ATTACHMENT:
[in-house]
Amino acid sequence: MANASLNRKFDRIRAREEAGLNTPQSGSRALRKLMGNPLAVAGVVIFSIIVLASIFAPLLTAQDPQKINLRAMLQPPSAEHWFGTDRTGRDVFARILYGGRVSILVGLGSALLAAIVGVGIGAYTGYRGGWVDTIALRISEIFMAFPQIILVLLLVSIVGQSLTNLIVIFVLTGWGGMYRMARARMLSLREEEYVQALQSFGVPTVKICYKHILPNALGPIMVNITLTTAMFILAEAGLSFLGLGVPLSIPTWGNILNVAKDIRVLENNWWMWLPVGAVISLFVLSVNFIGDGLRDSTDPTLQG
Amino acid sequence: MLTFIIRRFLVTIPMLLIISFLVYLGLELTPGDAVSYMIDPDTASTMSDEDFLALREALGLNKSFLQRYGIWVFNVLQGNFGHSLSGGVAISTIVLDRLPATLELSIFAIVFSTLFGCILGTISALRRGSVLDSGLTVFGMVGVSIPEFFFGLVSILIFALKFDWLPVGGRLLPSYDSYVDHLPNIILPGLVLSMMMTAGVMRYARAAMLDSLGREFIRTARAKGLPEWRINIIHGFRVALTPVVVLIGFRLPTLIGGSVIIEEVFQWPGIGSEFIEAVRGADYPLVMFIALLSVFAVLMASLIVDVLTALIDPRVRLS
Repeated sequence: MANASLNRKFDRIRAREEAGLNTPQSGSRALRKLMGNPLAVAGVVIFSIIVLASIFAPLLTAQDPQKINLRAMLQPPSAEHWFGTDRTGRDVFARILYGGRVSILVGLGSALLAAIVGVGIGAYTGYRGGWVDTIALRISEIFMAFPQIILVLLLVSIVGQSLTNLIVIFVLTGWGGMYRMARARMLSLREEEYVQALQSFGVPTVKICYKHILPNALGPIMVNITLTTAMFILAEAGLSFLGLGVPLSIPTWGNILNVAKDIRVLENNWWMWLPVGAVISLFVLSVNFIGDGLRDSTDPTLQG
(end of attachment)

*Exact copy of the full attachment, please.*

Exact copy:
[in-house]
Amino acid sequence: MANASLNRKFDRIRAREEAGLNTPQSGSRALRKLMGNPLAVAGVVIFSIIVLASIFAPLLTAQDPQKINLRAMLQPPSAEHWFGTDRTGRDVFARILYGGRVSILVGLGSALLAAIVGVGIGAYTGYRGGWVDTIALRISEIFMAFPQIILVLLLVSIVGQSLTNLIVIFVLTGWGGMYRMARARMLSLREEEYVQALQSFGVPTVKICYKHILPNALGPIMVNITLTTAMFILAEAGLSFLGLGVPLSIPTWGNILNVAKDIRVLENNWWMWLPVGAVISLFVLSVNFIGDGLRDSTDPTLQG
Amino acid sequence: MLTFIIRRFLVTIPMLLIISFLVYLGLELTPGDAVSYMIDPDTASTMSDEDFLALREALGLNKSFLQRYGIWVFNVLQGNFGHSLSGGVAISTIVLDRLPATLELSIFAIVFSTLFGCILGTISALRRGSVLDSGLTVFGMVGVSIPEFFFGLVSILIFALKFDWLPVGGRLLPSYDSYVDHLPNIILPGLVLSMMMTAGVMRYARAAMLDSLGREFIRTARAKGLPEWRINIIHGFRVALTPVVVLIGFRLPTLIGGSVIIEEVFQWPGIGSEFIEAVRGADYPLVMFIALLSVFAVLMASLIVDVLTALIDPRVRLS
Repeated sequence: MANASLNRKFDRIRAREEAGLNTPQSGSRALRKLMGNPLAVAGVVIFSIIVLASIFAPLLTAQDPQKINLRAMLQPPSAEHWFGTDRTGRDVFARILYGGRVSILVGLGSALLAAIVGVGIGAYTGYRGGWVDTIALRISEIFMAFPQIILVLLLVSIVGQSLTNLIVIFVLTGWGGMYRMARARMLSLREEEYVQALQSFGVPTVKICYKHILPNALGPIMVNITLTTAMFILAEAGLSFLGLGVPLSIPTWGNILNVAKDIRVLENNWWMWLPVGAVISLFVLSVNFIGDGLRDSTDPTLQG